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"Without the freedom to criticize, there is no worthy praise." Beaumarchais
I Corsini, South Beach

Address: 560 Washington Avenue, South Beach.
Phone: 305-531-2323
Hours: Open daily for lunch and dinner, noon to midnight
Ambiance: Indoor casual chic and Romantic outdoor garden
Cuisine: Regional Italian cuisine from Tuscany and Emilia Romagna
Service: Knowledgeable & friendly
Prices:: Starters, soups & salads, $7-$16; entrees $18 - $84; desserts $7-$8
Wines: Interesting list of Italian selections
Valet Parking: Thursday through Sunday. $5

I Corsini, South Beach
Regional Italian fare in the heart of South Beach.
By Simone Zarmati Diament

In a spot that saw a number of reincarnations, including the Sports Café and BAires Grill, I Corsini has made the best of the outdoor garden space – a welcome oddity in South Beach - turning it into a romantic enclave in the midst of the bustle of Washington Ave.
Indoors, it has been remodeled into a casually elegant restaurant with a well-frequented bar that serves the inevitable specialty cocktails as well as wines by the glass with little bites.
The moderately-priced menu lists regional, down-to-earth Italian specialties from Tuscany and Emilia Romagna. That is because the owner Roberto Corsini is from Florence, Tuscany, and the executive chef Giuseppe (Beppe) Galazzi, is from Ferrara in Emilia Romagna. Beppe, a former chef at Sardinia Restaurant in Miami Beach, has cooked his way through Italy and around the world, honing his skills in fine restaurants in Australia, Cyprus, Finland and Cape Verde, among other destinations before arriving in Miami in 2003.
The wine list includes very reasonable bottles of both red and white from $29 and up, among which we found a delicious Refosco from Friuli at $29.

The menu lists soups such as ribollita, a hearty, bread thickened Tuscan soup, as well as freshly made salads and antipasti ranging from $7.00 to $18.00.
Our well-seasoned Caprese was rich with ripe, juicy tomatoes and Mozarella di Buffala drizzled with pesto, a pungent olive oil from the Abruzzi and balsamic vinegar. While the Fritto Misto with fried calamari and shrimp was bland, the Panzanella, a rustic salad of ripe tomatoes, olive oil and basil with day-old Tuscan bread chunks, made up for any lack of taste.
The Burrata, a fresh mozzarella pouch stuffed with thick, runny cream is served with fava beans and drizzled with honey truffle tomatoes, a better choice than the crab salad with corn kernels and greens.
Starters include specialties such as braised honeycomb tripe with black olives, pine nuts and rosemary.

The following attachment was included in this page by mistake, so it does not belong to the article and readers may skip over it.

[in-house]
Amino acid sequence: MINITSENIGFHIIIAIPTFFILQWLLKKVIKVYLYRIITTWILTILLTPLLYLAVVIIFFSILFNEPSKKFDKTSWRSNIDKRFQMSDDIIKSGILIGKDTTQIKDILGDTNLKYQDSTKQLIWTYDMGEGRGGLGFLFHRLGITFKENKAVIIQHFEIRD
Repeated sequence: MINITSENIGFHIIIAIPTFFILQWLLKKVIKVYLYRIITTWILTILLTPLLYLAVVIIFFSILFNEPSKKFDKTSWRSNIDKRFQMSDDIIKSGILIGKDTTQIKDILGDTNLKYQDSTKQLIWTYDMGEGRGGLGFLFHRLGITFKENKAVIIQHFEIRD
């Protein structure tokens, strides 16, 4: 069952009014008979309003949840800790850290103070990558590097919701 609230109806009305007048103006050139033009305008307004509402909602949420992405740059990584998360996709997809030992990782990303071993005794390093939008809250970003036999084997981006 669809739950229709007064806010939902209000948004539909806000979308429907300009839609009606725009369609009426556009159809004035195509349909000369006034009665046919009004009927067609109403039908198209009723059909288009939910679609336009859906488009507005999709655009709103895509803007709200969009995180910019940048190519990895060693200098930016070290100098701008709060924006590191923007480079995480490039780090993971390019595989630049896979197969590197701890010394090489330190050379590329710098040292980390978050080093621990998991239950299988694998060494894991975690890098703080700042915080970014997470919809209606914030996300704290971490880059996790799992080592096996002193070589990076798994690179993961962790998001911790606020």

One could actually make a meal just from that part of the menu.

But where the restaurant truly shines is with Pastas ($14.00-$18.00).
They are all made in-house from flour imported from Italy, and definitely worth going back for: silky tagliolini with fresh sea urchin imported from Japan; fabulous tortellini stuffed with pumpkin and sautéed in butter, sage and pistachios and wide ribbons of supple pappardelle topped with a deep, earthy, unmistakably North Italian slowly braised wild boar ragout, among others.

Main dishes
Main courses ($18-$84) lists Mediterranean seafood selections like zuppa di pesce -- the classic bouillabaise-like soup served with crusty garlic bread; a wonderful dish of sweet and very fresh Maine scallops, topped with pesto and roasted on the shell over a base of sweet potatoes and basil pesto. There is grilled Spanish octopus served with grape tomatoes and capers from Pantelleria.
However our fish dish was oily and dry. The best thing about that dish was the accompanying chards and melt in your mouth potatoes. Then comes the meat.
On the menu, meat dishes run the gamut from a simple grilled skirt steak served with salad and tomatoes gratin to filet mignon served on a bed of Portobello mushrooms with a Chianti reduction, and the classic Tuscan Bistecca all Fiorentina – available in sizes ranging from 20 oz up to 48 oz - with roasted potatoes and vegetables. As we wanted to try it all, we chose a mixed grill with steak, lamb chop, grilled chicken, sausage and stuffed tomato with chopped meat. We didn’t have much luck there either. Other than the lamb chop which was well-cooked and tasty, everything else on the wooden tray it is served on, which looks like a left over from the previous Argentine tenant BAires Grill, was dry and overcooked.

Desserts ($7.00 to $8.00) are traditional Italian: a ricotta cheese soufflé with lemon, a spicy red pepper chocolate mousse and a wine soaked zuppa inglese, among others.

I would definitely return to I Corsini for the wonderfully romantic outdoor garden with palm trees and plants sheltered from the street by a thick and tall hedge. The service is surprisingly good, the pastas are outstanding and so are the salads as well as some of the regional specialties which give a taste of regional Italy in the heart of South Beach.

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